Because they have had so many pitcher injuries, it was a bit of a surprise to see the Rays make a trade for an outfielder, let alone one who hasn’t been able to crack the starting lineup on a last place Royals team. But today, the Royals sent Brett Phillips to the Rays for prospect Lucius Fox.
It’s hard to say what Phillips will bring because he hasn’t been given much of a chance to do anything in Kansas City. Only twice this month has he gotten more than two plate appearances in a game, leaving us with an insufficient 2020 sample to evaluate him. He has historically struggled to make consistent contact in games but plays the outfield well and has elite arm strength. He appears to have slightly altered his swing this year, changing where his hands begin and how early his leg kick starts, but because he has barely played I don’t know if this has made a difference on the contact end of things. I still have him as a fifth outfielder type.
Phillips is not an easy roster fit for Tampa Bay. He is on the 40-man, so this move does not help to clear the small 40-man crunch the Rays will deal with as the Rule 5 roster deadline approaches, and Phillips has no options left. He’ll be on an active roster with several other outfielders who run well and have big arms, Phillips’ two most notable traits.
But several of those other outfielders are not playing well, and neither is Ji-Man Choi, who may be a 40-man crunch casualty this winter. Phillips perhaps gives the Rays an extra chance of catching lightning in a bottle if the switch never turns on for Choi, Yoshi Tsutsugo or Hunter Renfroe.
In Fox, I think Kansas City got a long-term utility piece who can play the outfield and middle infield. Here’s a relevant excerpt from his most recent prospect report, which still holds water:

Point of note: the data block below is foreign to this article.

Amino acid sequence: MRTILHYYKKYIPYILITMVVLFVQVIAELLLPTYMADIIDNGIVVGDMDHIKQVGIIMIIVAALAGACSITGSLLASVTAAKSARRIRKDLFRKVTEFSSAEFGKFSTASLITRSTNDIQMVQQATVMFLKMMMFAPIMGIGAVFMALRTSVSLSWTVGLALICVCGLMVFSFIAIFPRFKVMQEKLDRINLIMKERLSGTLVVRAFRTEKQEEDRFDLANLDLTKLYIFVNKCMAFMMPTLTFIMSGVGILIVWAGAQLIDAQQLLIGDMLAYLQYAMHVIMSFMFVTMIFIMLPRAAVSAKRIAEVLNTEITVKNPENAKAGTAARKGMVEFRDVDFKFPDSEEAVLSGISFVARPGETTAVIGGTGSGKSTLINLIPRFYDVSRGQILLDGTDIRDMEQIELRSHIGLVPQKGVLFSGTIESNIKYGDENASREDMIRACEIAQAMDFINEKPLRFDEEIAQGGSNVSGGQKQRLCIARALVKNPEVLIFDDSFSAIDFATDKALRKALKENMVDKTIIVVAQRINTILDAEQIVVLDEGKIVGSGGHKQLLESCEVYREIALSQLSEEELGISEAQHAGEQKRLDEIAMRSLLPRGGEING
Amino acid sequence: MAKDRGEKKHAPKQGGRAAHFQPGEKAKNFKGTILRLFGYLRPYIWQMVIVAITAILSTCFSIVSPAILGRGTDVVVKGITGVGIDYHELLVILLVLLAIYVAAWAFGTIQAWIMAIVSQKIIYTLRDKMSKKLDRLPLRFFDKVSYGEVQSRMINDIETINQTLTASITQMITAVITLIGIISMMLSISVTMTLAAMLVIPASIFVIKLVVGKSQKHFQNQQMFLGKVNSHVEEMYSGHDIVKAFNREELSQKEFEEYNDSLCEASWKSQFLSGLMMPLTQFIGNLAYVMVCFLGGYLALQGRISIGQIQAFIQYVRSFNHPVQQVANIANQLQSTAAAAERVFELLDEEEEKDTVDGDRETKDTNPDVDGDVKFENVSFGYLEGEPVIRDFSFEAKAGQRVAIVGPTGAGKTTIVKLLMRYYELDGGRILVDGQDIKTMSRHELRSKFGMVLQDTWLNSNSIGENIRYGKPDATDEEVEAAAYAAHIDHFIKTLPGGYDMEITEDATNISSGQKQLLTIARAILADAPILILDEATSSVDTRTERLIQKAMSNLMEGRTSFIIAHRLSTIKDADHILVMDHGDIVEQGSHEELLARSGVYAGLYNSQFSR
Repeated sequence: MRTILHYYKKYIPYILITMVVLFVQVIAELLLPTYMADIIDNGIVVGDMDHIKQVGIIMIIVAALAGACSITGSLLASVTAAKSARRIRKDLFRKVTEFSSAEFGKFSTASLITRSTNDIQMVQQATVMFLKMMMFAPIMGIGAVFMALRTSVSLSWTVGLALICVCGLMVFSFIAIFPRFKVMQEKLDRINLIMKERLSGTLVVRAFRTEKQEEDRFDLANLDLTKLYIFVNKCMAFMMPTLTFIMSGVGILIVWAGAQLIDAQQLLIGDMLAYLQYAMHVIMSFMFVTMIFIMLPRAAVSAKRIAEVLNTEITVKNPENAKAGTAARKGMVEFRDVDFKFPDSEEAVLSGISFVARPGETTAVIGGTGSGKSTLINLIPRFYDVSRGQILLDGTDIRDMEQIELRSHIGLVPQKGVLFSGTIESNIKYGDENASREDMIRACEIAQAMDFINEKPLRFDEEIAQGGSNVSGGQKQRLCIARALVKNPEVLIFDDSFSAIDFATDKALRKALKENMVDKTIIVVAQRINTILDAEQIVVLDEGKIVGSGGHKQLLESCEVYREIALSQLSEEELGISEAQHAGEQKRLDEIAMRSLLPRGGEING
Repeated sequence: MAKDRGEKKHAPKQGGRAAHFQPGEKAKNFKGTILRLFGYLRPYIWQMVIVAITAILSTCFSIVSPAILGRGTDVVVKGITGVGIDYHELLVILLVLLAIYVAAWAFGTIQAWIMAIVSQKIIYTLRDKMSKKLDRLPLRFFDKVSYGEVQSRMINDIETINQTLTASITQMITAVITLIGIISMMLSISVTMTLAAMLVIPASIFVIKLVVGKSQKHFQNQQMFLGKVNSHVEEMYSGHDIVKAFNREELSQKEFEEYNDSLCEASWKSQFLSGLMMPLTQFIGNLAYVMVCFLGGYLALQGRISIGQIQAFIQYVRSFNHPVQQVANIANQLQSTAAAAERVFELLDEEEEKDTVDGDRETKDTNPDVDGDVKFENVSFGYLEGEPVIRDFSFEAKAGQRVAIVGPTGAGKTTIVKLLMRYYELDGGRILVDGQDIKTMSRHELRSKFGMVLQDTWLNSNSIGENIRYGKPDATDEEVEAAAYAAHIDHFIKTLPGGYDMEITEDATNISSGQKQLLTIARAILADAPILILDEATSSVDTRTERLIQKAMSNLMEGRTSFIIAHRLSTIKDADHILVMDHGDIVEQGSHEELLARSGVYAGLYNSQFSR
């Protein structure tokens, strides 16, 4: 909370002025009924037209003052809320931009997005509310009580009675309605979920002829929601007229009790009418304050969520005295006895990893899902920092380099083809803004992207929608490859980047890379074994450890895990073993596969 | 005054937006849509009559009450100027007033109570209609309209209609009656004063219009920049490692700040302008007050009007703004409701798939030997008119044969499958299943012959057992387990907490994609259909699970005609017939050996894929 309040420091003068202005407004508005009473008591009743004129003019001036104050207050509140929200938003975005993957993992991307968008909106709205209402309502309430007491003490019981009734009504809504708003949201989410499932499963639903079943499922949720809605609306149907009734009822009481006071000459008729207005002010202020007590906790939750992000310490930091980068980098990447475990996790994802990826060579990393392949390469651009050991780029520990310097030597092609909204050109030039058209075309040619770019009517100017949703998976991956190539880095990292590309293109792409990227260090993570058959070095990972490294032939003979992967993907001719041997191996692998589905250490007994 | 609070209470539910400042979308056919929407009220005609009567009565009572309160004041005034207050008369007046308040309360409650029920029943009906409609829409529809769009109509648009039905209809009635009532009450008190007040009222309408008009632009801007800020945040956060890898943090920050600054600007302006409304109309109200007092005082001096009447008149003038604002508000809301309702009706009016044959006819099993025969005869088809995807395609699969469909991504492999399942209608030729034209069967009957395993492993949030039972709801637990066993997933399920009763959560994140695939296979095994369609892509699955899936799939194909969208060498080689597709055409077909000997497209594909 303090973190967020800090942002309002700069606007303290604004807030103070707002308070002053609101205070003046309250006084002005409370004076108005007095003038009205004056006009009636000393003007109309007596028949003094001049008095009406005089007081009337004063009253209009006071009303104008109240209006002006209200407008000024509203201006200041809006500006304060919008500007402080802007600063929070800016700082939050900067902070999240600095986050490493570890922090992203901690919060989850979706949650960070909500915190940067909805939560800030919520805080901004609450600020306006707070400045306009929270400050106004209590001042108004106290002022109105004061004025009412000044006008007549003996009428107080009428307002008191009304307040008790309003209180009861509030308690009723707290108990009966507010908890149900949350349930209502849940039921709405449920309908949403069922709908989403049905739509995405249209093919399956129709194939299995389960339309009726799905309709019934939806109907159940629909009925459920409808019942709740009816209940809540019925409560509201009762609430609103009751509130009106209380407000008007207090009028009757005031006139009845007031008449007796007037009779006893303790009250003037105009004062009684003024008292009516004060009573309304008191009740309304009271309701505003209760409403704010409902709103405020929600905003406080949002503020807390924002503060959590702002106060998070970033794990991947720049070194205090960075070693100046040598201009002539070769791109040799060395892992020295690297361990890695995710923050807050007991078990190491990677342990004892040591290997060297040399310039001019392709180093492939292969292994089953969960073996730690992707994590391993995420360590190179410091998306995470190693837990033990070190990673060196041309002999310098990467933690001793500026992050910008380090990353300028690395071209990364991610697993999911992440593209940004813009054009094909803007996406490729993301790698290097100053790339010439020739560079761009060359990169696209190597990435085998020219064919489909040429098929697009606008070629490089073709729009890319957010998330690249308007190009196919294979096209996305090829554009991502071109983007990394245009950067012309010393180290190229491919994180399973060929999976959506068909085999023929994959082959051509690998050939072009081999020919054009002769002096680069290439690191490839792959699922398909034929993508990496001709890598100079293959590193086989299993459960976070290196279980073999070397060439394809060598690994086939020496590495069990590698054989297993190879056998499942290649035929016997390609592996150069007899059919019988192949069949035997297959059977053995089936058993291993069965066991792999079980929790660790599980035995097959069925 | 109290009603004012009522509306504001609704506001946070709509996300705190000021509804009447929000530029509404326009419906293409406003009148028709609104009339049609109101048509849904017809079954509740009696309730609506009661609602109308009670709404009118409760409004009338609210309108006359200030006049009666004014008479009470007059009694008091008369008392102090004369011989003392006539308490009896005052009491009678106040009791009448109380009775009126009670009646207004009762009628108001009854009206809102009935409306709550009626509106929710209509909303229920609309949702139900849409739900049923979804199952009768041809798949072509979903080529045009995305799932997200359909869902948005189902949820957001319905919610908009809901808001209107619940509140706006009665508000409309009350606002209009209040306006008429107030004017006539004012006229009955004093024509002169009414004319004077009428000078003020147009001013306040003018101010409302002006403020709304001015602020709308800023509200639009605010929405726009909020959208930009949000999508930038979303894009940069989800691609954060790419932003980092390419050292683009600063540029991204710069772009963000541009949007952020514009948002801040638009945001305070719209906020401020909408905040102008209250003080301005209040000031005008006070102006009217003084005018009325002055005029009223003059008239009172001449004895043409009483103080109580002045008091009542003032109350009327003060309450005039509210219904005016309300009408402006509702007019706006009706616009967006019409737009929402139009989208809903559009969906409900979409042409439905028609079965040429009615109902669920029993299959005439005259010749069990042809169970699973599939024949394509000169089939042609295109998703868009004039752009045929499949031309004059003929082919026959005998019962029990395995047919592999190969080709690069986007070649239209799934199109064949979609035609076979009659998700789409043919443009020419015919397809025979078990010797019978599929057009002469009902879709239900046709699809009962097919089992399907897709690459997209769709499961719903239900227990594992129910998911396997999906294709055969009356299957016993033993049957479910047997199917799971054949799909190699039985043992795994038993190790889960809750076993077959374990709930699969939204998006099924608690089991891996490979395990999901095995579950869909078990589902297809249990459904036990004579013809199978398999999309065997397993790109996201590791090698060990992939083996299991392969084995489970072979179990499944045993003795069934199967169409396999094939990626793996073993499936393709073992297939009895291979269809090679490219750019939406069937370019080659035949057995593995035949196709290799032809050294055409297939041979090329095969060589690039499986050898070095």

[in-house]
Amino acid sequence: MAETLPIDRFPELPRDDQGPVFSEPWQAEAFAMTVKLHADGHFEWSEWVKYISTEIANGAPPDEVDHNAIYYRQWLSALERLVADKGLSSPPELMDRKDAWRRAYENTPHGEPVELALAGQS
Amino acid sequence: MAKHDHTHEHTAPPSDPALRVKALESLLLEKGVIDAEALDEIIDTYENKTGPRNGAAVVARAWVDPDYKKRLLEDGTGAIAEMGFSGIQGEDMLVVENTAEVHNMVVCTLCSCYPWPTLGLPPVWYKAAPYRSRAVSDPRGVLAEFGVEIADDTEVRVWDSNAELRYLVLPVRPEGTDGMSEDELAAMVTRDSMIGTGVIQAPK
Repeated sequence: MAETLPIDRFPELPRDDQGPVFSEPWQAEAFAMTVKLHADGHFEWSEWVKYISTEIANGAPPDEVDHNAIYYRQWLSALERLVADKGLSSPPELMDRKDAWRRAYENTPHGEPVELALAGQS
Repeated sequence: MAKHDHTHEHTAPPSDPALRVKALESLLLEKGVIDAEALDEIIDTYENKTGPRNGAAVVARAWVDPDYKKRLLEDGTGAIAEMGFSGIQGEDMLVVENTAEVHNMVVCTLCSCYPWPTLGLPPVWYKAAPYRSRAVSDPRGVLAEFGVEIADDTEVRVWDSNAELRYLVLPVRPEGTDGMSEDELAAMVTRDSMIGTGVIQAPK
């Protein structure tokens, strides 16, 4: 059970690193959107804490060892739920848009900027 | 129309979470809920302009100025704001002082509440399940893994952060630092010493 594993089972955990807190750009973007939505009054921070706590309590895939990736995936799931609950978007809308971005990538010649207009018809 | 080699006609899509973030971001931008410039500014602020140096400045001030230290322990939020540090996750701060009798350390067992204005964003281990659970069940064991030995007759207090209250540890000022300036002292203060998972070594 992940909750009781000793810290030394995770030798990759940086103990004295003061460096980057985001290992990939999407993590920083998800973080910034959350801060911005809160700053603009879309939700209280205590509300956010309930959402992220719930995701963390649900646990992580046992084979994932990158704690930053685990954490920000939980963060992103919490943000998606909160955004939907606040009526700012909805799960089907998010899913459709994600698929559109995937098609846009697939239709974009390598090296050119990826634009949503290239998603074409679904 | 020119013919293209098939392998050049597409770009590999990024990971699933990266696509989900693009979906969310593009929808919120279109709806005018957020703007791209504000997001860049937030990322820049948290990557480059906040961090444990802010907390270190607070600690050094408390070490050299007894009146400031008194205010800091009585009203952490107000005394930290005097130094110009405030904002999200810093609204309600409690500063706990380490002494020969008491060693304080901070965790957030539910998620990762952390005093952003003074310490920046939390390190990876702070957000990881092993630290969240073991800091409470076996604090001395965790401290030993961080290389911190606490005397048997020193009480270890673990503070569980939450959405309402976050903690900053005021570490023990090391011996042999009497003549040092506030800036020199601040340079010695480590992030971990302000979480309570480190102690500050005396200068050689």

…posted an above-average offensive line for each of the last three affiliates at which he’s spent most of the season. That includes a 104 wRC+ in a depressed 2019 Southern League, where the average hitter’s line was .243/.318/.366. Despite major league-average exit velocities, Fox’s contact quality isn’t great, and he has an OBP-driven offensive profile thanks to his keen eye for the zone.
He’d need to be a plus shortstop defender to profile as a low-end regular, and while he has looked like it at times, it hasn’t been consistent, and the Rays began moving him all over the infield late last year. As a switch-hitter who’s better from the right side (his numbers have been much better as a righty bat the last couple years), I think Fox will play some sort of multi-positional, shorter half of a platoon role while also pinch running. If you think he’s a low-end regular at short, then he’s a 45 FV, but I think it’ll be hard for him to be more than a 1-WAR role player without any impact in the bat.
If I’m going to supplement this, it’d first be to say that a source with a team that has opted into the league’s campsite data-sharing agreement told me there are no signs that Fox has changed based on the data generated there. Second, I’d add that I’m not sure Fox’s eye for the zone will matter as much against big league pitching because he lacks power. And finally I’ll reiterate that there are very disparate opinions regarding Fox’s defense. I’ve seen him do some spectacular things at shortstop and also seen him boot easy plays. I tend to think he ends up playing the middle infield occasionally, but players this fast (Fox is at least a plus runner) often end up in center field. I like him as a switch-hitting up-the-middle bench player whose wheels will occasionally come in handy.
Note that twice now in the last several weeks, Kansas City has scooped up a toolsy, post-hype player who had been squeezed out of the roster picture with a contending club, the other being Franchy Cordero. We’ve seen San Francisco, Baltimore and Toronto target a similar sort of player with frequency and occasionally find a long-term piece by giving big time physical talents an extended opportunity. Fox is now ranked among Royals prospects over on The Board.